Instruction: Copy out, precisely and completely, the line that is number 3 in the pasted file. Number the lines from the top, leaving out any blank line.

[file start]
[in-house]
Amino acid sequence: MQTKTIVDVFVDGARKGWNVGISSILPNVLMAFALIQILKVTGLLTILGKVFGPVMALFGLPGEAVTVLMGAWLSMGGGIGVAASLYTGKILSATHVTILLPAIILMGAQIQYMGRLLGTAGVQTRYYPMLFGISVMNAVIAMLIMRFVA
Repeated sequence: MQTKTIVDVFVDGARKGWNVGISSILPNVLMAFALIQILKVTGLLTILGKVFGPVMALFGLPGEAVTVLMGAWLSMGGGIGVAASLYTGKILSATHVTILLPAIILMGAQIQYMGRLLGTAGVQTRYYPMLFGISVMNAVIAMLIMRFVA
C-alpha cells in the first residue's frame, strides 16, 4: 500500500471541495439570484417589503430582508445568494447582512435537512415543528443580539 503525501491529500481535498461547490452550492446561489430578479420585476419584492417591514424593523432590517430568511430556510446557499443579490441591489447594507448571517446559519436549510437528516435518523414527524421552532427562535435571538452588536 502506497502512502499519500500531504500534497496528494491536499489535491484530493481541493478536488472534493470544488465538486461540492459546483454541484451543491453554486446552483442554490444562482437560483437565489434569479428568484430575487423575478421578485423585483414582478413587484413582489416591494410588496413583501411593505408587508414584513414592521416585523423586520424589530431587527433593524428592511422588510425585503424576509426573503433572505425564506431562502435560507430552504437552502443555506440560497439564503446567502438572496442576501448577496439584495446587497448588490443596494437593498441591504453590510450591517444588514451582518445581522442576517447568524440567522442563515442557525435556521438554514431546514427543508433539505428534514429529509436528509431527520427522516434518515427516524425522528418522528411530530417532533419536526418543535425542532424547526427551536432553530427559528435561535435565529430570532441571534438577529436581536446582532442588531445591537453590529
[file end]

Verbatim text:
Repeated sequence: MQTKTIVDVFVDGARKGWNVGISSILPNVLMAFALIQILKVTGLLTILGKVFGPVMALFGLPGEAVTVLMGAWLSMGGGIGVAASLYTGKILSATHVTILLPAIILMGAQIQYMGRLLGTAGVQTRYYPMLFGISVMNAVIAMLIMRFVA